“Nad-e-Ali” is NOT Authentic


“Nad-e-Ali” is a famous supplication that is popular among certain Twelver communities today. To the average Muslim, the duaa is a clear and apparent manifestation of ghuluww (extremism) in the status of ‘Ali b. Abi Taleb, which has unfortunately been normalized in Twelver theology. Similarly, it is an example of how shirk had been appropriated in the name of Twelver Shi’ism.

The duaa is as follows:

Call upon ‘Ali, the manifester of wonders

You shall surely find him an aid during your difficulties

Every sorrow and distress shall disappear

by your Wilayah. Ya Ali ! Ya Ali ! Ya Ali !

Ironically, this famous supplication is not even authentic according to Twelver hadith standards. The author of the first Shi’ite source to ever allude to this supplication died in 1111 AH, a whopping 1000+ years after the death of the Prophet. The book is no other than Bihar Al-Anwar by Al-Majlisi. What is further damning is that the late Majlisi did not even list an isnad for this supposed supplication, so it is a baseless report according to Shi’ite standards, let alone Sunni standards.

What did Al-Majlisi say as he listed this supplication in his compilation?

Al-Majlisi simply commented saying: “It is said that Messenger of Allah was told on that day [Badr]: ….” and he proceeded to list the duaa known as Nad-e-Ali (Majlisi 20:73).

Even the Shi’ite editor of Bihar Al-Anwar, Ali Akbar Ghifari, made note of the report’s bizarre wording. In the footnotes, he said:

The last sentence [in the report] is weird, and it does not fit with the previous sentence. It seems as though it is an addition by some ignorant folk or the misguided Sufis who claim that such statements are supplications. Thus, they mention them as dhikr and repeatable prayers. Some of them even believe that repeating these statements has a virtue that is not even found in Salah! May Allah protect us from innovations and followers of their desires. (Majlisi 20:73)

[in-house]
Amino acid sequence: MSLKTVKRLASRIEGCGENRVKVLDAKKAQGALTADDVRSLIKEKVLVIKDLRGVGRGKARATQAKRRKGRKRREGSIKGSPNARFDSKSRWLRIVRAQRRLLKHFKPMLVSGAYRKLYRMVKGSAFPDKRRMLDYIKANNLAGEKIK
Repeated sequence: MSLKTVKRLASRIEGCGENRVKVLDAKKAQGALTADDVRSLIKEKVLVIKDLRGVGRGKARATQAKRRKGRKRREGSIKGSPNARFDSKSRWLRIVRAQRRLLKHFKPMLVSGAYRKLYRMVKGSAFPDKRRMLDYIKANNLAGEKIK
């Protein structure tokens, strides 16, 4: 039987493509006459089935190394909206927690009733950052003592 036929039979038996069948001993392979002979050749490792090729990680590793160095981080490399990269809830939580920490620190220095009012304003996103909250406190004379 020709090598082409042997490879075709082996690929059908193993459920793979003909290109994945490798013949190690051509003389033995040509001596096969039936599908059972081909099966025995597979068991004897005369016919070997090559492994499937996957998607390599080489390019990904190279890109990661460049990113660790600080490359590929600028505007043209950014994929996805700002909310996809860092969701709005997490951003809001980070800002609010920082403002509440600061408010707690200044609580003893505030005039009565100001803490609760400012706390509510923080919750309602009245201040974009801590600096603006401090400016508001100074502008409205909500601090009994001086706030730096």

One may find himself asking, “What is the source of this baseless fabrication?”

The Afghan Sunni theologian, Mulla ‘Ali Qari (d. 1014) was the first individual to ever cite this alleged supplication. In his collection of fabricated reports, Al-Asrar Al-Marfu’ah fi Al-Ahadith Al-Mawdu’ah, he said: “Another appalling fabrication of the Shia is the hadith: call upon ‘Ali the manifestor of wonders….” (Qari 385). One hundred years later, the report “magically” appears in the Shi’ite collection, Bihar Al-Anwar, without an isnad with a 1000+ year-long gap in its transmission.

What is noteworthy is that Mulla ‘Ali Qari and Al-Majlisi came from the same era, and they both came from proximate Farsi-speaking regions. Thus, it is evident that this report was first circulated in Khorasan and surrounding Farsi-speaking provinces by the tenth/eleventh century, which unsurprisingly coincides with the rise of the Twelver Safavids in Persia. Hence, the report is exclusively found in collections from that era.

Twelver prayer books today contain various renditions of this fabricated supplication, with some spanning multiple pages. This website provides an example of a distorted redaction of this hadith that is recited by the Shia today.

Those who opt to base their faith on 11th century Shi’ite Safavid fabrications from Persia will cling on to this report (and similar fabrications), but those who follow Allah’s commands will remember his words:

When my servants ask you about Me, tell them that I am very close. I answer the prayer of the supplicant when he calls Me; therefore, they should respond to Me and put their trust in Me, so that they may be rightly guided. [Quran 2:186]

And Allah is the Witness of Abu Al-Abbas.


Al-Majlisi, Muhammad. Bihar Al-Anwar Al-Jami’ah li Akhbar Al-A’immah Al-Athar. Edited by ‘Ali Akbar Ghifari, 3rd ed., Dar Ihyaa Al-Turath Al-‘Arabi, 1403.

Qari, Mulla ‘Ali. Al-Asrar Al-Marfu’ah fi Al-Akhbar Al-Mawdu’ah. Edited by Muhammad Al-Sabbagh, Dar Al-Amanah.

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